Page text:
26 January 2023 marks three years since WHO launched its first OpenWHO.org course on the then-novel coronavirus and started providing accessible, up-to-date and informative health knowledge for a diverse global audience amid the fast-evolving pandemic. As of this date, OpenWHO offers a total of 190 online courses, 46 of which address COVID-19 topics, and has totaled 7.4 million course enrolments.
To adapt to a multilingual world and best serve the affected global population, OpenWHO courses have been produced in a total of 65 languages, with an average of four languages available per course. 15 country-specific learning channels have been developed with WHO Country Offices to provide access in Member States’ official languages. All learning content has been created and vetted by WHO science and expert teams to ensure its scientific accuracy.
To have the widest possible impact and reach learners from remote communities to high-tech metropolises, including in health emergency contexts, OpenWHO has leveraged existing technologies and is offering simple, adaptable and accessible learning content. OpenWHO courses are provided in self-paced, multi-use formats so learners have the option to participate whenever and however works best for them, in line with the universal design for learning framework. Materials are also increasingly optimized for a world in which many rely on mobile phones to stay informed.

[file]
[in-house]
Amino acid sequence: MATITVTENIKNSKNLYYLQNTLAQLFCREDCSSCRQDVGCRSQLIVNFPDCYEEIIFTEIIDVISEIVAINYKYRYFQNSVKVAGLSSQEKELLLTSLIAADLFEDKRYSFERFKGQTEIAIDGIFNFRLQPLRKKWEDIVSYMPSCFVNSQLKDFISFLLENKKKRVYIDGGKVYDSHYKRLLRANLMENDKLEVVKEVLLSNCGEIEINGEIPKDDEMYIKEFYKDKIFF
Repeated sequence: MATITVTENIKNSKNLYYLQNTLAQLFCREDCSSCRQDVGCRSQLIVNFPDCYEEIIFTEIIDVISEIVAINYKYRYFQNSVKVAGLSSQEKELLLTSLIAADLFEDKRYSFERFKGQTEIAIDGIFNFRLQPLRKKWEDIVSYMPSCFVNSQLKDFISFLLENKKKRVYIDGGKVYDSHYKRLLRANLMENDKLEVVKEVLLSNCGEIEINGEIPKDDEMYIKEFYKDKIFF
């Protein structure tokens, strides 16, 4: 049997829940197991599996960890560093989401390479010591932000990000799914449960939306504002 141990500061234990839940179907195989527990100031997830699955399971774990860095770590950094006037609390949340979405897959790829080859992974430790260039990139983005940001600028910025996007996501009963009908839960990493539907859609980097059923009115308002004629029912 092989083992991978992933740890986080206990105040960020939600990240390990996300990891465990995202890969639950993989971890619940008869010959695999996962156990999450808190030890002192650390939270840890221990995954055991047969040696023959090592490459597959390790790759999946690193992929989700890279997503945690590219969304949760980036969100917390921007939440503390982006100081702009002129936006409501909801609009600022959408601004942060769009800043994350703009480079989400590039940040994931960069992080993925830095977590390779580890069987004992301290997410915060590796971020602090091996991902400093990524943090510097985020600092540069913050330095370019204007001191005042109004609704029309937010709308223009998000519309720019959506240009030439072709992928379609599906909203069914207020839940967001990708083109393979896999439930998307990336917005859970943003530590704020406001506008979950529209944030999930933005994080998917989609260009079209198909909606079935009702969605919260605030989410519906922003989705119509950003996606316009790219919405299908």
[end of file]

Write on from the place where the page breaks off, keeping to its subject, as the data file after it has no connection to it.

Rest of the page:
Feedback received to date shows positive and encouraging trends. An analysis of two surveys for the platform’s second most popular course – Infection Prevention and Control (IPC) in the context of COVID-19 – confirmed high user satisfaction, with learning needs overwhelmingly met. More than 95% of participants said they would change at least some IPC practices after the course, a majority of whom were women aged 20 to 39 years working in a health-related profession.
In addition, survey results from learners who followed the COVID-19 vaccination training for health workers confirmed the effectiveness of self-paced, multi-use formats from the user perspective, as well as the value of modular and low-bandwidth friendly materials to reduce barriers to access.
Finally, recent feedback indicates that OpenWHO’s learning reach has extended beyond the online platform as communities adapt materials to local contexts and key learners impart the knowledge they gained, creating a multiplier effect.
By harnessing the potential of simple formats and technologies to empower millions of people across the globe with knowledge to protect themselves and their communities, OpenWHO has helped WHO further the goal of supporting everyone, everywhere in attaining the highest level of health. Moving forward, this knowledge-transfer platform will remain an important and effective tool in the preparedness for and response to health emergencies across the globe.